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The tests of a module provide good clues as to how to use the module, but one has to realise that some of those tests may be there to see how the modules deals with incorrect usages. There may be lots of obscure corner case tests designed to achieve a high level of code coverage.

Sometimes it can be hard to spot what is essential.

Real examples are better in that there's none of the test infrastructure, or the test suite's goals, getting in the way. You can take one and then start to bend it into shape to solve your own task. This is my usual approach to HTML::Parser, since I don't use it enough to remember all of the API. Having a usable skeleton is a great way to start hanging lumps of flesh off it :)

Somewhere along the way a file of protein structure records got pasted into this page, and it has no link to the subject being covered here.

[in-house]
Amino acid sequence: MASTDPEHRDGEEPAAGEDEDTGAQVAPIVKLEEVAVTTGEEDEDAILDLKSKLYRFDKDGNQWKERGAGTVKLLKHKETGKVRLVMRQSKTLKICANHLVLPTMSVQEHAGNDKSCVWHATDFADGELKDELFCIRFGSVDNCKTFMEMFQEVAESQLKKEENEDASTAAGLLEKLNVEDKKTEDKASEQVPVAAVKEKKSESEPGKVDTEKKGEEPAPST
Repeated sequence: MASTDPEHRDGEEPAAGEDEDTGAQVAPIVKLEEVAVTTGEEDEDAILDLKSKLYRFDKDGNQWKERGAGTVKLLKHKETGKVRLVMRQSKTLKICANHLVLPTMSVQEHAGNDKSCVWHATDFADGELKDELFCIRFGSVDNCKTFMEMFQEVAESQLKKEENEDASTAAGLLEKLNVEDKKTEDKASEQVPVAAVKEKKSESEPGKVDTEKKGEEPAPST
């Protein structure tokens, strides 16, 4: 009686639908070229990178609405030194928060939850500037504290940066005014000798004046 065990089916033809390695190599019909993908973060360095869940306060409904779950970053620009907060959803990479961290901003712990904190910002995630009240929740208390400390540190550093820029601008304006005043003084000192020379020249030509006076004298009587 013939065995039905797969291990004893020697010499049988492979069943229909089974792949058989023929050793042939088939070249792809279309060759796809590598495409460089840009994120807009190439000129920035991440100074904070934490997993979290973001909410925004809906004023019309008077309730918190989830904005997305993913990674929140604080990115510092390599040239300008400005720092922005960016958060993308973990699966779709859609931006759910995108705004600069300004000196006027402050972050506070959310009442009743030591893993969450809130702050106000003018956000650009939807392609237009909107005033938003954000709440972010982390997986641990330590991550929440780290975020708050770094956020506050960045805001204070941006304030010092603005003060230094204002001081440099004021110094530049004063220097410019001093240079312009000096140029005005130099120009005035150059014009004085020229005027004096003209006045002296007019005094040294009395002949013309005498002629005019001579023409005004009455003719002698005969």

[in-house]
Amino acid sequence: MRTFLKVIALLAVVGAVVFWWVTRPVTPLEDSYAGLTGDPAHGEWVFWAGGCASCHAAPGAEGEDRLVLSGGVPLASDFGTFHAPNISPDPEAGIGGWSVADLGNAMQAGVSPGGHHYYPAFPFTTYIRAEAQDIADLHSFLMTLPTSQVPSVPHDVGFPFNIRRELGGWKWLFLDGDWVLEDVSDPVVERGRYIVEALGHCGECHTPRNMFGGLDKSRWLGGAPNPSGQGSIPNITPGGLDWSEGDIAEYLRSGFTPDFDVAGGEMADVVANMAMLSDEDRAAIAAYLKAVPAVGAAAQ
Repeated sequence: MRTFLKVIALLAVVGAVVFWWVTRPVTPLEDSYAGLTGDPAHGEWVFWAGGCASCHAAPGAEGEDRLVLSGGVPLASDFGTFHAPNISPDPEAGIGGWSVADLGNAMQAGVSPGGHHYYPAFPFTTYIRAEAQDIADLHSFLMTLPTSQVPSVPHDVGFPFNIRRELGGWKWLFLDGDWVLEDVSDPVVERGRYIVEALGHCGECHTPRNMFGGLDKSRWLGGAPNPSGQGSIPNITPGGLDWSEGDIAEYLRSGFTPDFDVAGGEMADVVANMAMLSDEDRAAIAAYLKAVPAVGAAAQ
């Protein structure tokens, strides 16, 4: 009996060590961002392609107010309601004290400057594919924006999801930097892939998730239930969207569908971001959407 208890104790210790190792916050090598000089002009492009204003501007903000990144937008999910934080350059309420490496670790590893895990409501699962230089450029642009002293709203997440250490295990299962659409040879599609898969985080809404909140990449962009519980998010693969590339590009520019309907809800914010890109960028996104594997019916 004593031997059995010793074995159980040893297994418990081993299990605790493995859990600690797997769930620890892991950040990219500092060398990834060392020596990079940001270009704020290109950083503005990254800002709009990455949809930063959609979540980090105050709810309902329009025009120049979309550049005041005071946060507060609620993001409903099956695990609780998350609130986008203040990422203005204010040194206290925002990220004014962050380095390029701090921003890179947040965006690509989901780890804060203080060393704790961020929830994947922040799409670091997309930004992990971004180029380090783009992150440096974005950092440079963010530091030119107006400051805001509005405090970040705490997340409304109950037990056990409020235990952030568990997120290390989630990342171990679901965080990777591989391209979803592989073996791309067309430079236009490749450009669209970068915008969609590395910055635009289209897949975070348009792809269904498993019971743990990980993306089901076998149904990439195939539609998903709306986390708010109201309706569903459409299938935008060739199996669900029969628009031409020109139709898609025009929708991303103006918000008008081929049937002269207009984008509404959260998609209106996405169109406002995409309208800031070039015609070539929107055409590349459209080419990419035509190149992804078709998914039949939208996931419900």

Also, as far as conventions and standards regarding modules goes, if it isn't discussed on the module-authors mailing list, it will become neither. This is not to dismiss Perlmonks, but these things tend to get thrashed out over there. People sometimes don't realise that a lot of the Perl community doesn't hang out on Perlmonks.

• another intruder with the mooring in the heart of the Perl


In reply to Re^2: examples in CPAN distributions by grinder
in thread examples in CPAN distributions by zby

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